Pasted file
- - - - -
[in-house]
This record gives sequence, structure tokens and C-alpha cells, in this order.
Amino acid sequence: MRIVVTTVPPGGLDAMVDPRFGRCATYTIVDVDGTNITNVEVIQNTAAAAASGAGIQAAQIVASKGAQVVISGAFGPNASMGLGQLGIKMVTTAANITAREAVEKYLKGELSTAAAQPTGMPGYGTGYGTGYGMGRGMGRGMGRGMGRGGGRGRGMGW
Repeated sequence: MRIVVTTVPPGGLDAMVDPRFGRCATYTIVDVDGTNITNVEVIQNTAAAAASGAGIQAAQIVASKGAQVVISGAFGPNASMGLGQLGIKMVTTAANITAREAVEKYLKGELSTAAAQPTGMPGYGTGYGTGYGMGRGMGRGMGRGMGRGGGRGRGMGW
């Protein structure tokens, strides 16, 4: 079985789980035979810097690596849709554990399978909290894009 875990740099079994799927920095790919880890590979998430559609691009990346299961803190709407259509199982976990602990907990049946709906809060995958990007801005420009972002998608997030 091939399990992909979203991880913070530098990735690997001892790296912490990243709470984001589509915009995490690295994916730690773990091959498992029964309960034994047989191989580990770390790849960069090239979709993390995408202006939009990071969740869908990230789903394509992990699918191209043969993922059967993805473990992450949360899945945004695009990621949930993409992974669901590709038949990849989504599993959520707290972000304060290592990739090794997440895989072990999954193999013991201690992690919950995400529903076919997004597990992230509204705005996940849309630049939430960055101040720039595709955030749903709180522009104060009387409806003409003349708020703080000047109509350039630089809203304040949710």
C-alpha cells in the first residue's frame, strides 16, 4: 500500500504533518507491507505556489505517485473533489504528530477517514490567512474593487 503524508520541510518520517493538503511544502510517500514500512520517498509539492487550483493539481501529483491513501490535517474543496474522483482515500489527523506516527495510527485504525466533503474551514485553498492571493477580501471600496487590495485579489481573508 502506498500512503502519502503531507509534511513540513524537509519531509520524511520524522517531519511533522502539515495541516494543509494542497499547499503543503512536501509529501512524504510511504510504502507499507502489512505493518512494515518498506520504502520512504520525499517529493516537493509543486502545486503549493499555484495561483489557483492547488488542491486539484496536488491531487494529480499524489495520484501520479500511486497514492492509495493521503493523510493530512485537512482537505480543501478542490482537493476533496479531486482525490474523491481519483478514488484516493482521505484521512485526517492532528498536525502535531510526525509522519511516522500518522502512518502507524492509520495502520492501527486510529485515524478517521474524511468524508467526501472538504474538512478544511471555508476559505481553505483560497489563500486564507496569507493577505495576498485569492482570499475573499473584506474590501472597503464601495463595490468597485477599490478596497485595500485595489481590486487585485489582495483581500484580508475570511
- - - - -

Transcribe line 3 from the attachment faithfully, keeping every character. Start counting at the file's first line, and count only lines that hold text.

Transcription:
Amino acid sequence: MRIVVTTVPPGGLDAMVDPRFGRCATYTIVDVDGTNITNVEVIQNTAAAAASGAGIQAAQIVASKGAQVVISGAFGPNASMGLGQLGIKMVTTAANITAREAVEKYLKGELSTAAAQPTGMPGYGTGYGTGYGMGRGMGRGMGRGMGRGGGRGRGMGW